Did you know that according to NFPA on average there are over 170,000 house fires per year started by cooking? The result of the fires and smoke damage were over 500 deaths and more than a billion dollars in damages. A large portion of these fires, the ones who lost their lives to their fires were actually asleep when the fires started. The best way to combat these numbers is to be educated on how to prevent kitchen fires and the smoke damage to your home. We have compiled a list of some helpful ways to prevent kitchen fires from starting.
One step that most people think would be obvious, however it is not uncommon to try to multitask while cooking. We think going into the other room for just a short time to finish watching the news but in just a matter of minutes a small fire could ignite. Quickly filling the house with smoke. Circumstance in which you absolutely must walk away from the kitchen while cooking turn everything off. Also move any pans, food, or other items from the burners/ovens.
When cooking it is very important that you keep the cooking area around the appliance clear. If you leave your cooking mitts, utensils or other flammable items too close to the oven or stove, they could accidentally come in contact with the burner and ignite.
Most people know not to put metal in the microwave because it can spark and catch fire, but it’s not uncommon for people to use a dish that looks glass or ceramic only to find out when the microwave starts the dish is lined with metal. Always take an extra second to look carefully at the item you are about to use and make certain it is microwave safe.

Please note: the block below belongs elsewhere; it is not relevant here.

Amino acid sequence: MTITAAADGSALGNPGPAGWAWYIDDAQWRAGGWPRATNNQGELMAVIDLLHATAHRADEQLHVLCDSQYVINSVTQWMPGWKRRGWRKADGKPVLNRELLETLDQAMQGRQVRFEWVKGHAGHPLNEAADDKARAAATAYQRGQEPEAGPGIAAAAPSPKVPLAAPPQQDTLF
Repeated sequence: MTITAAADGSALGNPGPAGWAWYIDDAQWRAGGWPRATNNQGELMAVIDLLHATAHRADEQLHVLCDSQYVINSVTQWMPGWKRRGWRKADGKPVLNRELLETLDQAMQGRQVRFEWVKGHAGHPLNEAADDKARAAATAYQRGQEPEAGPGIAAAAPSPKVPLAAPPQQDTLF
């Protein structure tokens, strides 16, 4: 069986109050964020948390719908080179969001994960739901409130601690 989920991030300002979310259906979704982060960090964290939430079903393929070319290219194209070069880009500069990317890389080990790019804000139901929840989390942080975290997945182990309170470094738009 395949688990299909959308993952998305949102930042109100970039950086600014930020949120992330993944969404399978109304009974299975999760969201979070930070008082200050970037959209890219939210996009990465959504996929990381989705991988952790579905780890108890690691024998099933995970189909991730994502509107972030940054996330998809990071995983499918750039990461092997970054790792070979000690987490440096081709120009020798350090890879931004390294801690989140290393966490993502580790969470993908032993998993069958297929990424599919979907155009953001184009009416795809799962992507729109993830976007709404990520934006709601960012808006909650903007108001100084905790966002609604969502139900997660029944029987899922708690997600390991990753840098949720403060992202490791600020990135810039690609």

Another important way to prevent kitchen fires is to make sure all equipment is in good operating order. All appliances should be maintained in accordance with the manual. Faulty equipment accounted for 58.6% of kitchen fires from 2014 to 2016.
Another cause of fires in which most people do not put a lot of thought into is their clothing. When cooking, you do not want to have on baggy clothes or long sleeves. Improperly fitted clothing can easily sag over and lay against the heating elements causing a fire. Even when using an apron, make sure it is tightly fitted and tied around firmly with no loose strings.
When frying food always be aware that the level of oil in the pan or deep fry will only rise once you add your food. It is suggested that you only fill the oil approx. ⅓ of the way. This will allow space for the food and prevent oil from spilling over or coming in direct contact with any electrical or heat elements.
Although this will not prevent a kitchen fire, we strongly suggest having a fire extinguisher in the kitchen. Another helpful item would be an operating fire detector in the kitchen. Always try to take safety measures when cooking. In the case of a fire, if you are uncertain rather or not you will be able to get the flames under control, be safe, go outside and call 911 immediately.